Is Hawthorn and Child a crime novel? It takes its title from the names of two detectives, and also features criminal acts and gangsters. But there the similarity with traditional police procedurals ends. If you come to it expecting an investigation, and a culprit, and a resolution, you’re going to be disappointed. Approach it with a more open mind, however, and you’ll be rewarded with a singular – albeit mysterious – reading experience.
You’d do well to think of the book as a series of eight linked short stories, rather than a single narrative. These are written from various viewpoints – as well as the eponymous detectives, they also include the teenage daughter of their boss, a low-level thug working for a shady outfit lead by the dapper Mishazzo (whose name features throughout, and is one of the links between each section), and some other, more unusual characters. Each of these protagonists has a clear voice; and as well as keeping the narrative fresh, they help paint a picture of a very modern London, in all its diversity and sprawl.
The book’s mystery stems not the typical ‘whodunnit’ question, but something more complex. Hawthorn & Child contains frequent references to sleep and dreaming – very apt for a book that operates under a kind of dream-logic, where the division between what is real and imaginary is never clearly defined. A man who is shot is convinced that it was done by someone driving a vintage car, even though the local CCTV footage shows no such vehicle. Another character describes carrying out several crimes of violence; but we later come to suspect that perhaps these are just his imagination, the reasons behind such worrying preoccupations remaining unknown. Elements of fantasy also peep through, suggesting another world existing alongside the one we see in the book.
All of this places a much greater emphasis on the reader to try and make sense of it. Connections only emerge as the novel progresses, and there are no doubt others that will only become apparent after a second or third reading. This suggests that there is a lot more going on below the surface, and also fuels the book’s air of quiet menace, which has stayed with me since I finished it. I continued to spot connections and links, and returned to particular passages to try and spot how they fitted together. There’s a real pleasure to be had from this game-playing, but also an element of doubt, and uncertainty. In trying to discern these patterns, and seeing design where none actually exists, maybe I’m just like some of the other crazies featured in the book – like the man who confronts Child in a cafe, and suspects he has been poisoned with a Tony Blair handshake.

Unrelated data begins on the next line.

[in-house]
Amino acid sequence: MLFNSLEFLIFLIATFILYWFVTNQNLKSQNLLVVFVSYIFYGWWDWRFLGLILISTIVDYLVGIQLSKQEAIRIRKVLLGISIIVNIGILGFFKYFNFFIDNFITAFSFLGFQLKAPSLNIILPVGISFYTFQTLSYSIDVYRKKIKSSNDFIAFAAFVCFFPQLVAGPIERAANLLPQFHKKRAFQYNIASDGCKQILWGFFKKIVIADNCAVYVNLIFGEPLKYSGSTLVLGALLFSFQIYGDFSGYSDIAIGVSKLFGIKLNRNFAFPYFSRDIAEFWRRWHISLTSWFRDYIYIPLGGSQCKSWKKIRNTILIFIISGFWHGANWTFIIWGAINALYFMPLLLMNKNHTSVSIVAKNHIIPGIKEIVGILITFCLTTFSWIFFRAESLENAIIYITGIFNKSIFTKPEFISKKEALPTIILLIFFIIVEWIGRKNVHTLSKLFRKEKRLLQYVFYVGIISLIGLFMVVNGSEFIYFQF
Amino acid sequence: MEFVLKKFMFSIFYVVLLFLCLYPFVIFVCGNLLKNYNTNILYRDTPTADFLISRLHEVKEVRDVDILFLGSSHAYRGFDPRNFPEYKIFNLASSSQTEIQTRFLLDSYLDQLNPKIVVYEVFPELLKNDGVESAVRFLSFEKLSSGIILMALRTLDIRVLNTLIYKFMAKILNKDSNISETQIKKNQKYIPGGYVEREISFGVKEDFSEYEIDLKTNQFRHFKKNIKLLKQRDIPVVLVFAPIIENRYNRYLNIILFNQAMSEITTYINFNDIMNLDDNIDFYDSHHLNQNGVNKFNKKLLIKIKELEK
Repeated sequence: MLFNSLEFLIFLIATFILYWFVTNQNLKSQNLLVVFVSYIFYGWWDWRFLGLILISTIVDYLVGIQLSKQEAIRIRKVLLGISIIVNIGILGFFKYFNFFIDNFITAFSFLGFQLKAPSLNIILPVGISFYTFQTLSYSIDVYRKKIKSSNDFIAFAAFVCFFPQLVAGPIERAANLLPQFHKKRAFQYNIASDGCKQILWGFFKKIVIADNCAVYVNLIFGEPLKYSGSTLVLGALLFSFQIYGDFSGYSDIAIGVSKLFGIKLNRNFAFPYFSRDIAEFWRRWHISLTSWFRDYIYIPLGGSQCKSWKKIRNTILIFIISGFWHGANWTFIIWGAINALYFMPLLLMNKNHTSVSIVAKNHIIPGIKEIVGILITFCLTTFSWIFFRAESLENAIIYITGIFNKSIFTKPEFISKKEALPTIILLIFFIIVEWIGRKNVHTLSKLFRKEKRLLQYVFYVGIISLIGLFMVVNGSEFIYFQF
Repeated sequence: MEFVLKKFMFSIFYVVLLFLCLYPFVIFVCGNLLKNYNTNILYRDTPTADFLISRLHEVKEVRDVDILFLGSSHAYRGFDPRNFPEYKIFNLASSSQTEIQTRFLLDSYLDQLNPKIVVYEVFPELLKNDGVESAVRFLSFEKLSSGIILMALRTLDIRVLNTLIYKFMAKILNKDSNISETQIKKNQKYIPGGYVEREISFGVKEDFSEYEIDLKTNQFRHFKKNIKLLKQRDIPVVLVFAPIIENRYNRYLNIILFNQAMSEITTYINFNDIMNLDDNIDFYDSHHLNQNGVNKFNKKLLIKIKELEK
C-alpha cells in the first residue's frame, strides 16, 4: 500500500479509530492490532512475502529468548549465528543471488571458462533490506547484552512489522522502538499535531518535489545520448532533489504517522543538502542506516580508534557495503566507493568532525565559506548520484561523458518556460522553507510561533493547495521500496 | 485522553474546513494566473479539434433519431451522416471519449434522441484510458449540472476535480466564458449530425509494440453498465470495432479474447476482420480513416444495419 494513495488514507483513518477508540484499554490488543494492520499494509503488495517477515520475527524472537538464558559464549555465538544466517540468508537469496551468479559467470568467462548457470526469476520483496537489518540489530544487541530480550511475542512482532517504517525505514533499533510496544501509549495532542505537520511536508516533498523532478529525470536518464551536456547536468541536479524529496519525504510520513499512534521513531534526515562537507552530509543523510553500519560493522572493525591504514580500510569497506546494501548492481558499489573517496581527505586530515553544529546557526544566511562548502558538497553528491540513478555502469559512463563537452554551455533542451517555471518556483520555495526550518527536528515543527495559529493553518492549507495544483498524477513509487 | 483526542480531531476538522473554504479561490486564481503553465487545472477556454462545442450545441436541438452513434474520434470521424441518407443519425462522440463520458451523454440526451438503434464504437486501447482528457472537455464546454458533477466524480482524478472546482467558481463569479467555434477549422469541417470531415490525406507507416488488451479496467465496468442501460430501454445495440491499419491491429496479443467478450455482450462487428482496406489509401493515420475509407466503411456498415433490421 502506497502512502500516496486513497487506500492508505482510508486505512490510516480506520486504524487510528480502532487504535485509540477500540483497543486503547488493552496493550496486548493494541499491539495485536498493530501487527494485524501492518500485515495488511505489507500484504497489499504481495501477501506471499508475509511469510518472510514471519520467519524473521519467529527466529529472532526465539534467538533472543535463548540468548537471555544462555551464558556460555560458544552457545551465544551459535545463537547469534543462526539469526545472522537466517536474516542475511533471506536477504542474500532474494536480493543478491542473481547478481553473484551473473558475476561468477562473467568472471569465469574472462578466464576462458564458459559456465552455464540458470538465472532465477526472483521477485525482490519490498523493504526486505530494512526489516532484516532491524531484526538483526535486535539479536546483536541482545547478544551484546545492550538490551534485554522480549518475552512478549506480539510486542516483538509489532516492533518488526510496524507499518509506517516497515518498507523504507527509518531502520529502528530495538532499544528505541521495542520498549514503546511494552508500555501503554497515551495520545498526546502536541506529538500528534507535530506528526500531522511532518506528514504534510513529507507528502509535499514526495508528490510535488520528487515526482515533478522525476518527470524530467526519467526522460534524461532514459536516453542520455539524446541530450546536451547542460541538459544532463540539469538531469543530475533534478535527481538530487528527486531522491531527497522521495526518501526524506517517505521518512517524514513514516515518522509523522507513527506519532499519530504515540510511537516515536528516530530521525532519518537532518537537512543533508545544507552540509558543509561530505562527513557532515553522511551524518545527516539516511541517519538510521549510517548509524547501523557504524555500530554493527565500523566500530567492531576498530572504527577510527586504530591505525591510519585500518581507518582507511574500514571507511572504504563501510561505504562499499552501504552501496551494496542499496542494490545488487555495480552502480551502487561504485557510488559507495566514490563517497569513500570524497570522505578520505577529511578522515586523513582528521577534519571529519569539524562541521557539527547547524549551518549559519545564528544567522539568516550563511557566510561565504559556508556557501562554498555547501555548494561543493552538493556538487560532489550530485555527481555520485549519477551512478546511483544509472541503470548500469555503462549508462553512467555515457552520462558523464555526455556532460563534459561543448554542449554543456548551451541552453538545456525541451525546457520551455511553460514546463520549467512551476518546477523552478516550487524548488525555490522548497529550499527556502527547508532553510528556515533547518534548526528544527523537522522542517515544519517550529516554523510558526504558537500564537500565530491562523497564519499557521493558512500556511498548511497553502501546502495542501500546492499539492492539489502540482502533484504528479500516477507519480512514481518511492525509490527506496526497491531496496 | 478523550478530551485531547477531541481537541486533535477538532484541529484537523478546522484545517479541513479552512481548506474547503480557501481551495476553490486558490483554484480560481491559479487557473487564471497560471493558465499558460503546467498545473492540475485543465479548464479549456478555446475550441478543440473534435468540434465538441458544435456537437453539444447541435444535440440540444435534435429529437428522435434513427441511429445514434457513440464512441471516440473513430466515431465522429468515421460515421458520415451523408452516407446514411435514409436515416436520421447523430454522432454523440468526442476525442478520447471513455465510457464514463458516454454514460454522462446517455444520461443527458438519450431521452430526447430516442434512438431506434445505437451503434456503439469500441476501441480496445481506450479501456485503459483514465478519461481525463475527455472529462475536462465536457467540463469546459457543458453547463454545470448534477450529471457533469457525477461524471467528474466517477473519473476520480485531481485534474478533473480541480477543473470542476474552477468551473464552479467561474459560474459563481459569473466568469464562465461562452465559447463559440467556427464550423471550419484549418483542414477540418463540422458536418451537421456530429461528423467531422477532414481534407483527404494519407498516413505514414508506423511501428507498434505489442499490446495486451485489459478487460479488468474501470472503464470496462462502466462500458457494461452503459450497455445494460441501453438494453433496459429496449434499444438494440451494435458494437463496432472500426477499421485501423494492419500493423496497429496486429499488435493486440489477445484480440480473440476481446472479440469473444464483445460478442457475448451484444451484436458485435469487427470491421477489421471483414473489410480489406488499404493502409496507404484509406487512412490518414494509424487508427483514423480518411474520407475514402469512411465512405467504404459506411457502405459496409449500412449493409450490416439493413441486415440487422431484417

Aside from this uncertainty, the book contains some wonderful writing, and some beautifully arresting lines and dialogue. The shooting victim, Daniel Field, is at one point being treated in hospital – he is lying naked on a bed, and ‘his genitals looked out of place, as if they were the last thing you’d expect to find on a naked body.’ Later on, we listen to Hawthorn in conversation with a witness:
–Does he get a lot of ribbing?
– What’s that?
– Child. Over his name.
– Oh, ribbing. A little. Yes. I suppose he does. I’ve stopped noticing really.
– That’s not good for a policeman.
– To stop noticing.
There are also some great scenes between the two detectives as they carry out their work, written with a clarity that suggests Ridgway has drawn them from life. At the beginning of the book, Hawthorn and Child are examining the possessions of the man who has been shot, to try and establish his identity. It’s a passage framed with procedure and jargon, but also containing the real pleasure of watching professionals go about their business in a straightforward, unfussy way. Throughout the book, the way the detectives behave as policemen feels authentic. This is satisfying in its own right, but it also makes the fantastic elements all the more strange and unnerving.
Hawthorn & Child is full of surprises. You genuinely don’t (and can’t) know where it is heading next, which is a rare thing indeed in literature, let alone the crime genre. Since it is so atypical, it’s clearly not for everyone – but I’d thoroughly recommend it if you’re looking for something different. The fact that I’ve subsequently spent more time thinking about it than I did actually reading it suggests a very singular type of book, and one that I’m sure I’ll return to in the future.